Pre-Op Lifestyle Changes

Preparing for a return home, such as arranging for help with meals and household tasks, will help ease recovery.

Patients who smoke will be advised to quit prior to the procedure.

What to Expect on the Day of Surgery

Before the Surgery

After arriving and checking in, patients will change into a hospital gown and be given an IV which will be used to deliver fluids and medications before and during the surgery. Temperature, blood pressure, and other vital signs are also taken.

During the Surgery/Procedure

Patients will be wheeled into surgery on a hospital bed. Staff will double-check some things with the patient such as name, birth date, and the type of surgery being done. Anesthetic will be given through the IV to put patients to sleep during the procedure.

Surgeries may take several hours to complete. Endoscopic procedures may take about an hour.

After the Surgery/Procedure

Patients will wake up in a recovery area after the procedure is complete. If staying in the hospital, patients will be transferred to a room when they are awake and vital signs are stable. If going home, patients are discharged after they are awake, their vitals are stable, and they are able to get dressed.

Recovery

The recovery time will depend on the type of surgery done and if it is laparoscopic or open.

After laparoscopic surgery, patients will get back to regular activities, usually in a few weeks. For open surgery, the recovery time will be longer. It may take anywhere from four to six weeks to get back to everyday activities.

It’s usually recommended that patients start to add activities back into their day slowly. At first, it’s important to avoid heavy lifting or strenuous exercise. More specific guidelines on activities will be given at discharge.

Healing

Any surgical wound(s) may require some attention in the first days after the procedure. Care should be taken in making sure an incision remains clean and that no inflammation or infection is starting. Patients should call their doctor if the surgical site becomes red or oozes, or if they have a temperature over 101 F.

There may be a need to have a liquid diet for several days or longer after surgery. If this goes well, the diet will be progressed to a full liquid diet and then to soft foods.

Detailed instructions on recommended foods should be given at the time of discharge. Carbonated drinks and foods that might easily clump up in the esophagus should be avoided. All foods should be chewed carefully.

Coping With Recovery

Many patients are able to stop their acid reflux medications after surgery. There will be a follow-up appointment with the doctor, usually about two weeks after the procedure. Pain medication may be prescribed for the recovery period. Walking, as tolerated, is usually recommended as a good activity to help aid in recovery.

Long-Term Care

Most people are able to cut back or stop their GERD medications after surgery. Symptoms after eating or at night should also be lessened. If symptoms return, patients should get in touch with their doctor to discuss the next steps.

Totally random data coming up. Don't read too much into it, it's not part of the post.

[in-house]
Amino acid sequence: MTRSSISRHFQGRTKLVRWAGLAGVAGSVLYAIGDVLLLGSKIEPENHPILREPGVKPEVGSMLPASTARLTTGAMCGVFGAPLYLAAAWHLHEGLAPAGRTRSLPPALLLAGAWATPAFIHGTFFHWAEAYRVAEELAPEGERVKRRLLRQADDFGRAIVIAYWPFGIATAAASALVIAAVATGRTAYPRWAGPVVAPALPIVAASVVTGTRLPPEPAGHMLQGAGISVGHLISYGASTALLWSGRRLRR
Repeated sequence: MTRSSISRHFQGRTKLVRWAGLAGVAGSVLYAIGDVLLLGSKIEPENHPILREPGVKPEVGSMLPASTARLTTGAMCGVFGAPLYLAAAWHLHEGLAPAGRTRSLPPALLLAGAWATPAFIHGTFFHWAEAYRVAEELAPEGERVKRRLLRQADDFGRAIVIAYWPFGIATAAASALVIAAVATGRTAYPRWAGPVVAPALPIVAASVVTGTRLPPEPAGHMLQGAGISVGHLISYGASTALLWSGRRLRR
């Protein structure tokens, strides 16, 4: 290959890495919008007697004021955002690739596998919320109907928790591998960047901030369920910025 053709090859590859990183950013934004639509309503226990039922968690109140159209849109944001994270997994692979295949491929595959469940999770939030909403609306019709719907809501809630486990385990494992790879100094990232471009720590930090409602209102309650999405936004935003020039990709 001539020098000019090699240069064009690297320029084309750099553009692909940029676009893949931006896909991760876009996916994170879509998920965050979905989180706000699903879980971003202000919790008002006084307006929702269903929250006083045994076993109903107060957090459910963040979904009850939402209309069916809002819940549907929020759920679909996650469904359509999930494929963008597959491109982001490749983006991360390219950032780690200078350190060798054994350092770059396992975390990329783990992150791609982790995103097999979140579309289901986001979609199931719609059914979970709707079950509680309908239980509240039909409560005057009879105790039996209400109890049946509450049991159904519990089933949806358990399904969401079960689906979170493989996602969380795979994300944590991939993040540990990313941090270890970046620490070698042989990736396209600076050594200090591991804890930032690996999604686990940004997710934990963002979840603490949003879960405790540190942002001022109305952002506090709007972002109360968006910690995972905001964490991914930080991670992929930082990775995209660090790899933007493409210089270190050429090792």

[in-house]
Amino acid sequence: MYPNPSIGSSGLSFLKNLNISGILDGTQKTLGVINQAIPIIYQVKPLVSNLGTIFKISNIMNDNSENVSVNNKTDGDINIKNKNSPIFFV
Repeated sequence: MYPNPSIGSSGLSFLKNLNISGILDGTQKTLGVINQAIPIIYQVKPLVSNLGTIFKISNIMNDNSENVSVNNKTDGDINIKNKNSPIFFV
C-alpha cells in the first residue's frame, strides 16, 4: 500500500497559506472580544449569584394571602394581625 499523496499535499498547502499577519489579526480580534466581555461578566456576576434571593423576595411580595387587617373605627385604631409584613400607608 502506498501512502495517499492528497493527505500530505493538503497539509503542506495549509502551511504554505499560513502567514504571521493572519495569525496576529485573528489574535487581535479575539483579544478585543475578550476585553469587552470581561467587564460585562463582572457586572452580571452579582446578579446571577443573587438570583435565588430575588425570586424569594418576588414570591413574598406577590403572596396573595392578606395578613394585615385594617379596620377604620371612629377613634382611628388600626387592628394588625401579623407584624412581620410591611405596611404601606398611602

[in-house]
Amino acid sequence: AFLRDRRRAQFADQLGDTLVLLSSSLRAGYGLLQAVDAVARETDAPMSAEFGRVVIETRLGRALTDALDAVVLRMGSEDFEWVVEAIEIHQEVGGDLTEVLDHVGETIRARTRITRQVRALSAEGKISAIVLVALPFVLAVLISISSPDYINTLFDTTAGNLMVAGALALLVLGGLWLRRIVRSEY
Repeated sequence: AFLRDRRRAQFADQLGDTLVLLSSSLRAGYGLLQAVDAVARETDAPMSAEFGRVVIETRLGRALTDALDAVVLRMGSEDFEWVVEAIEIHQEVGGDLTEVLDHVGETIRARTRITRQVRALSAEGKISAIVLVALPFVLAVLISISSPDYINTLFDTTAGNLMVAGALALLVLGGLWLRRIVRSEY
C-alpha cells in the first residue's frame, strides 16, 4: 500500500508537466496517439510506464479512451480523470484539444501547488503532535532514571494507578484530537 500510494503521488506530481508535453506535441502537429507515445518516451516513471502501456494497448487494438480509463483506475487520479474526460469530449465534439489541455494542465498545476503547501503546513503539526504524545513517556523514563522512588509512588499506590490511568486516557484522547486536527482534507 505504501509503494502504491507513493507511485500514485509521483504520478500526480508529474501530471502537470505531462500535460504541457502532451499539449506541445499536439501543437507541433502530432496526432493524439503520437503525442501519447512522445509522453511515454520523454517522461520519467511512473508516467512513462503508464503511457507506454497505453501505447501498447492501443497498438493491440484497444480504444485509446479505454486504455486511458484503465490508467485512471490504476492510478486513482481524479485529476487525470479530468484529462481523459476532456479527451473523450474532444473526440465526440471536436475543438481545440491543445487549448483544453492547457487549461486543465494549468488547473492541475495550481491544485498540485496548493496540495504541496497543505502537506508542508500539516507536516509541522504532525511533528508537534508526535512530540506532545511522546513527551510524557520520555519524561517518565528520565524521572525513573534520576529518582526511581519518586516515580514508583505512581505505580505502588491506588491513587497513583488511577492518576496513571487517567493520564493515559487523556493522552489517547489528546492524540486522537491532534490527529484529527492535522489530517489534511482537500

Possible Future Surgeries

In some cases, the surgery may need to be done again, although this is not common. 

Lifestyle Adjustments

Most patients will return to regular activities and diet after their surgery, and there usually aren’t any long-term effects.

Summary

There are several types of surgery to address GERD, with the goal of reducing symptoms and the need for medications. Nissen fundoplication is the most common. It can be done as an open surgery or as a minimally invasive laparoscopic surgery.

Depending on the type of surgery, it might be done as a day surgery or require a short hospital stay. You may have to be on a liquid diet for a period of time after the surgery as you recover and heal.

A Word From Verywell

Patients have several choices when it comes to surgery for GERD. With a healthcare team that includes shared decision-making, patients can choose the best possible procedure for them. This includes not only the surgery itself, but also recovery time and cost.

With successful surgery, you may have fewer symptoms of GERD and be able to reduce medications. This can improve your quality of life and prevent the complications that can arise from long-term GERD.

Frequently Asked Questions

  • How effective is GERD surgery?

    Most surgeries for GERD are successful. Between 85% and 93% of the time, the surgery is considered curative. One study showed that 14.7% of patients who had laparoscopic surgery needed medication after surgery. Of those who had open surgery, 16.2% needed medication. 

  • Is it normal for heartburn to last for days?

    Heartburn usually lasts from a few minutes to a few hours. Symptoms of heartburn are common, and many adults experience them from time to time. However, heartburn that lasts for days is a reason to see a physician for evaluation.

  • How much does GERD surgery cost?

    Surgery for GERD may cost anywhere between $7,000 and $22,000. The Nissen fundoplication is the most common procedure that is used and may be covered by insurance. Check with your insurance carrier about the cost of this surgery and what is covered. It may be possible to lower costs by using a surgeon and hospital system that is in-network.

  • Is surgery for GERD safe for everyone?

    Surgery for GERD is usually safe and successful. Patients who have esophageal cancer or whose esophagus muscles are not working well may not be good candidates for surgery. For those who are obese, a medical provider may recommend a gastric bypass procedure (Roux-en-Y, adjustable gastric banding, or sleeve gastrectomy) instead of GERD surgery.